History & Tourism

The Ten Closest National Parks To Richland County

6 Feb , 2023  

By Stacker

President Woodrow Wilson in 1916 signed the act creating the National Park Service to leave natural and historic phenomena “unimpaired for the enjoyment of future generations.” Since then, our national parks have welcomed visitors from around the world to experience some of the best the country has to offer and showcase the country’s natural beauty and cultural heritage. Today, the country’s 63 national parks contain at least 247 species of endangered or threatened plants and animals, more than 75,000 archaeological sites, and 18,000 miles of trails.

Stacker compiled a list of the closest national parks to Mansfield. National parks are ranked by closest straight line distance, measured from representative points in Mansfield, OH Metro Area and each national park. Estimated driving times are from Here and are only available within the lower 48 states. All featured distances and driving times are estimated using representative locations from the center of each metro and national park—for some places within the metro area, the actual distance may be slightly shorter or longer to reach the closest entryway to a park.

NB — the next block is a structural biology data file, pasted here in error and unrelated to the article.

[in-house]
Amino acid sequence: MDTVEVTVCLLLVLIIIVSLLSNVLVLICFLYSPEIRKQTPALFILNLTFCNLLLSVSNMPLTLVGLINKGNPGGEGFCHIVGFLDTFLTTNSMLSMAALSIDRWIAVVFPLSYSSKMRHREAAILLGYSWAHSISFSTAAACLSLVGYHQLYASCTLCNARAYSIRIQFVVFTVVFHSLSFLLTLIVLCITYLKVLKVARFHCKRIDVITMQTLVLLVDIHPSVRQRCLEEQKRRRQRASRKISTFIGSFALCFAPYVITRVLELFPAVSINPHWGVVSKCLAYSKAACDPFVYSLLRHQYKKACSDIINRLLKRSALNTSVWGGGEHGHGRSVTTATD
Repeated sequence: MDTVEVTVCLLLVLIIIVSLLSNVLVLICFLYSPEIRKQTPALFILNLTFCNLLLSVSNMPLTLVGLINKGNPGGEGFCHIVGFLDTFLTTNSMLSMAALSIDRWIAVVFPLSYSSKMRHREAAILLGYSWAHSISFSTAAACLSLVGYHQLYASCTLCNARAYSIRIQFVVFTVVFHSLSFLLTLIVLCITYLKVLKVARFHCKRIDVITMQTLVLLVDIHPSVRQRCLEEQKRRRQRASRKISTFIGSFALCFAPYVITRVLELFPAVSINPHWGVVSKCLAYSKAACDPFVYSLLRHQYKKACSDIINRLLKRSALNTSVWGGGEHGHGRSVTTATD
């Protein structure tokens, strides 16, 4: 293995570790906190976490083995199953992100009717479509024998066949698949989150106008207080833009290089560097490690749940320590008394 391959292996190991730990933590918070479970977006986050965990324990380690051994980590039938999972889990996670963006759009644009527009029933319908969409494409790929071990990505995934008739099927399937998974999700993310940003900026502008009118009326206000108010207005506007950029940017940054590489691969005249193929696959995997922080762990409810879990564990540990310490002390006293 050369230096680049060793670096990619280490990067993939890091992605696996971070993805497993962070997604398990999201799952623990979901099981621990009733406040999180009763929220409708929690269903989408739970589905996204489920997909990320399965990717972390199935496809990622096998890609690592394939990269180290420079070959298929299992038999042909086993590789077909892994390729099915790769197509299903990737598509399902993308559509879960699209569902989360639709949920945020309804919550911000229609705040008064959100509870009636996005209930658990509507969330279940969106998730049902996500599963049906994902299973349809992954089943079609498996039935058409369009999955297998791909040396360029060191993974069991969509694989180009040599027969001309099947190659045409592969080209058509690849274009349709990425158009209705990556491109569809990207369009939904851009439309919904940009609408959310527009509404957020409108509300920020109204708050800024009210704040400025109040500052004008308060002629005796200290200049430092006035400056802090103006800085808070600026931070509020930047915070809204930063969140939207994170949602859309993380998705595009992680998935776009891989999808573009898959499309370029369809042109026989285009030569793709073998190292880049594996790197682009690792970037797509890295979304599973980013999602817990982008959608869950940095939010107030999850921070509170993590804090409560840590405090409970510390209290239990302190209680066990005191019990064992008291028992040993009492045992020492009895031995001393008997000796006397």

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All About Richland

Bald Eagle Visibility Is Exceptional In Winter, Including In Richland County

29 Jan , 2023  

By 1812Blockhouse, ODNR

Bald eagle nesting activity increases in the winter months, providing an excellent opportunity to watch these majestic raptors hunt, improve nests, and establish territory, according to the Ohio Department of Natural Resources (ODNR) Division of Wildlife. Ohio’s bald eagles begin courtship and pair bonding in January, and that combined with an absence of vegetation makes this one of the best times to view them.

Ohio’s bald eagle population has increased dramatically in recent years, with an estimated 824 nesting pairs statewide in 2022. Look for eagles near their preferred aquatic habitats such as rivers, wetlands, and frozen lakes, or occasionally sitting in open fields. An eagle’s large size, dark-colored plumage, and impressive wingspan are easy to spot against snow and ice.